My son had no hesitation going to school and I figured that with all the police swarming the school that morning, it seemed like the best day of the year for him to be there. And also, don’t most school shooters arrive after school has started and blast their way in? That’s kind of how the Columbine attack went down, not to mention Sandy Hook and Parkland. If this boy really had been part of a bigger plan, it seemed to me like the proverbial jig was up after the SnapChat snafu.

It wasn’t until I was sitting on the bleachers with my basketball moms at a game on Tuesday afternoon, that I realized my thinking was not in line with other parents. I overheard two moms talking about the incident and turned around and asked them if their sons had stayed home the day before and they both nodded. When I’d picked my own son up from basketball practice after school on Monday, he immediately reported he was the only kid from our town in his group of friends to go to school that day. I asked about a few kids in particular, whose parents don’t seem to be over-reactors, and he confirmed they had not been in school that day either.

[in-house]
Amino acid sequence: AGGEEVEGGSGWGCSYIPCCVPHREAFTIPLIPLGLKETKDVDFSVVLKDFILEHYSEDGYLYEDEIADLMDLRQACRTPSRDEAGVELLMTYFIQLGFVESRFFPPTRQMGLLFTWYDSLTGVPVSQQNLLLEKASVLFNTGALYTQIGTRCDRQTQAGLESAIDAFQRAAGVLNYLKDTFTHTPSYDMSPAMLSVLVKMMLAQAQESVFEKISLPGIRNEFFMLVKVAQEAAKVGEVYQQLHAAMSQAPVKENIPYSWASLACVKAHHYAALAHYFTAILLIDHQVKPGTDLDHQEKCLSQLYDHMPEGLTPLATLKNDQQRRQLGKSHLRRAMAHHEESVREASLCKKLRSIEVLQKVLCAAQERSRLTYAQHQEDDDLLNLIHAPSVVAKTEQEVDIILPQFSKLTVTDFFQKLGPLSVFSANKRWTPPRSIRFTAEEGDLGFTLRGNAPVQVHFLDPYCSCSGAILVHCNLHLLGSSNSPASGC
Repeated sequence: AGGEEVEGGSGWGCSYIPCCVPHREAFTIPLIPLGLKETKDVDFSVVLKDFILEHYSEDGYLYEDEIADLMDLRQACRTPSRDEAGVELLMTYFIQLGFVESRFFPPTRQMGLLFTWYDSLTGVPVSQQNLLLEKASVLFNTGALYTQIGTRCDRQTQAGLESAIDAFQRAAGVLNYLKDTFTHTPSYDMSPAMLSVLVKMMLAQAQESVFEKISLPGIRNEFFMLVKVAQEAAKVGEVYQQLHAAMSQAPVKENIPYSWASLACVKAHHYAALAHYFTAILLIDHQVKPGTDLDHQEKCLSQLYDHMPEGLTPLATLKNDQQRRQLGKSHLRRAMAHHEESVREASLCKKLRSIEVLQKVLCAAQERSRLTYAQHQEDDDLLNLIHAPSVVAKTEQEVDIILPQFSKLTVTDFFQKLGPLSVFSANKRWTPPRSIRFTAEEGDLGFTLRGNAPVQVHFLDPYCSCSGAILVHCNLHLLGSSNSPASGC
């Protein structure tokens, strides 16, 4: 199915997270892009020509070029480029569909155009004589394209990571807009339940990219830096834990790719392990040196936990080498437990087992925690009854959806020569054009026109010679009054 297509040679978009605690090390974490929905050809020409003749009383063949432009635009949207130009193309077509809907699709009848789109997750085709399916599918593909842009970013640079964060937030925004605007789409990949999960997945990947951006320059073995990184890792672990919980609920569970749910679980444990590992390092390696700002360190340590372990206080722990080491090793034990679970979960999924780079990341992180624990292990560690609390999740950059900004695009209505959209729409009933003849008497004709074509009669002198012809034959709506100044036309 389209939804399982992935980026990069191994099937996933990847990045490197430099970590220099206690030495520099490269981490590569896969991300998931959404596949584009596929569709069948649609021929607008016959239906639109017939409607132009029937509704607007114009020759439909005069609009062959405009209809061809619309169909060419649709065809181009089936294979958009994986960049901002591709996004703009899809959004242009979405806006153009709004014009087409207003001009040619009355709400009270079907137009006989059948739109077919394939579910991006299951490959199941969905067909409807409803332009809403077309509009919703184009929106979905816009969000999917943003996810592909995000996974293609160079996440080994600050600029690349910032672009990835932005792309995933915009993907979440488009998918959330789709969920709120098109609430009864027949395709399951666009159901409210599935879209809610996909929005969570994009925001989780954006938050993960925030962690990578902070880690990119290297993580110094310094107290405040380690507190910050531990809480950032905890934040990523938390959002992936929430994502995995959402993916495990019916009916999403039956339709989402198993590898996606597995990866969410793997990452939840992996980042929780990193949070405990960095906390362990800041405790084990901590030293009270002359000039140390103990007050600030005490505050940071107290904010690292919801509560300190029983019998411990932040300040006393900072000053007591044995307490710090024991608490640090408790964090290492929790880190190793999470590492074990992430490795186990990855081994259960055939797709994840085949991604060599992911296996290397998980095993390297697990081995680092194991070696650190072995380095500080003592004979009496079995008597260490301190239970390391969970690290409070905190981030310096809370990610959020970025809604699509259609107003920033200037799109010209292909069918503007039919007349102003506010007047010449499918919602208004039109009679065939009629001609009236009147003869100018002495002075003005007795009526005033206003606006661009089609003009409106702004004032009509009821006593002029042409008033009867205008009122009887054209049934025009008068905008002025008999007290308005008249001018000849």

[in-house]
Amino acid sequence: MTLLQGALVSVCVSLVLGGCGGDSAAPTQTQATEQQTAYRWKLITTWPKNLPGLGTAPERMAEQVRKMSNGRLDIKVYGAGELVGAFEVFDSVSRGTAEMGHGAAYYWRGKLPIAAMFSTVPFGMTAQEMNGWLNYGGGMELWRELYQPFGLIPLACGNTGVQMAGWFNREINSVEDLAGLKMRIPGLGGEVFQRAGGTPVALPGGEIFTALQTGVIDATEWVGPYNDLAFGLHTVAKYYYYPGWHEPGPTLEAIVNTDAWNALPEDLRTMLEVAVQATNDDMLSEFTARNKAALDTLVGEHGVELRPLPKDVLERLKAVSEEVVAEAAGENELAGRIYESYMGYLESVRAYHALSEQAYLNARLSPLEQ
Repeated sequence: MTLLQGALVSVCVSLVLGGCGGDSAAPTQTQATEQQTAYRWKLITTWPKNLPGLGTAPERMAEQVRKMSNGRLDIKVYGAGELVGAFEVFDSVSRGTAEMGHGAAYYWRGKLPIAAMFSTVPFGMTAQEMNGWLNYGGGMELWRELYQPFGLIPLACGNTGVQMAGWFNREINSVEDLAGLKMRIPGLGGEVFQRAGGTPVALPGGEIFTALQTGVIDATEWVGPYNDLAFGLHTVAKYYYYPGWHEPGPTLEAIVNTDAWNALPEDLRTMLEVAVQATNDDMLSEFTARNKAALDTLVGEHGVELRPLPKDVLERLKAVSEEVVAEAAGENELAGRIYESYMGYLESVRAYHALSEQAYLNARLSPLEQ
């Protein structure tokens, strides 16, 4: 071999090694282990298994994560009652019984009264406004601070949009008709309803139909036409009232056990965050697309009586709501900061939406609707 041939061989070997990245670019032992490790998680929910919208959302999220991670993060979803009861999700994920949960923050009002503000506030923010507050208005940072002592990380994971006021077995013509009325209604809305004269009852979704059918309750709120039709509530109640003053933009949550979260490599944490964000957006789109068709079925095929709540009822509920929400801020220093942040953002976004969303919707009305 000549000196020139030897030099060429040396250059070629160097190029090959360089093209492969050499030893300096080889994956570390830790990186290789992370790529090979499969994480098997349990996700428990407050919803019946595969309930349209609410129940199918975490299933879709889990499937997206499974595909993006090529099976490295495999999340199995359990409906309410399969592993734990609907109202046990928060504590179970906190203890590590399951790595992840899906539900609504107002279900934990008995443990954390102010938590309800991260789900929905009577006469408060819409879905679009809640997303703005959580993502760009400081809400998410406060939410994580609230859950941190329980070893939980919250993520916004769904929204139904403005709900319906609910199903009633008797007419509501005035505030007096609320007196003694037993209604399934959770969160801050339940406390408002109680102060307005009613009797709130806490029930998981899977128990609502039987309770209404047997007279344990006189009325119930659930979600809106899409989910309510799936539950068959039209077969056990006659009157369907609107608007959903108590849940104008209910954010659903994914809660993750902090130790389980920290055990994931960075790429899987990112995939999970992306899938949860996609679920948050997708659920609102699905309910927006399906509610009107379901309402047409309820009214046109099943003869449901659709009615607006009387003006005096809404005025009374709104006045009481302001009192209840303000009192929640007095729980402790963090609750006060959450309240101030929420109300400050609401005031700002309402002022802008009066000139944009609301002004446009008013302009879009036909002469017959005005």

I texted him when I pulled up along the front of the school after basketball practice Monday and watched him emerge from the windowless brick building that is our high school, where a school shooting would not provide many means for a speedy exit, and watched him approach the car wearing shorts and a tshirt under the cold January sky. I’d moved into the copilot seat so he could drive home, something I’d promised earlier in the day. He’d just completed the 6 hours of driving needed to get your permit here in New Jersey, and I’d told him (in a moment of deep love earlier in the day, which I deeply regretted at pick up) that he could take the wheel and drive me home after school.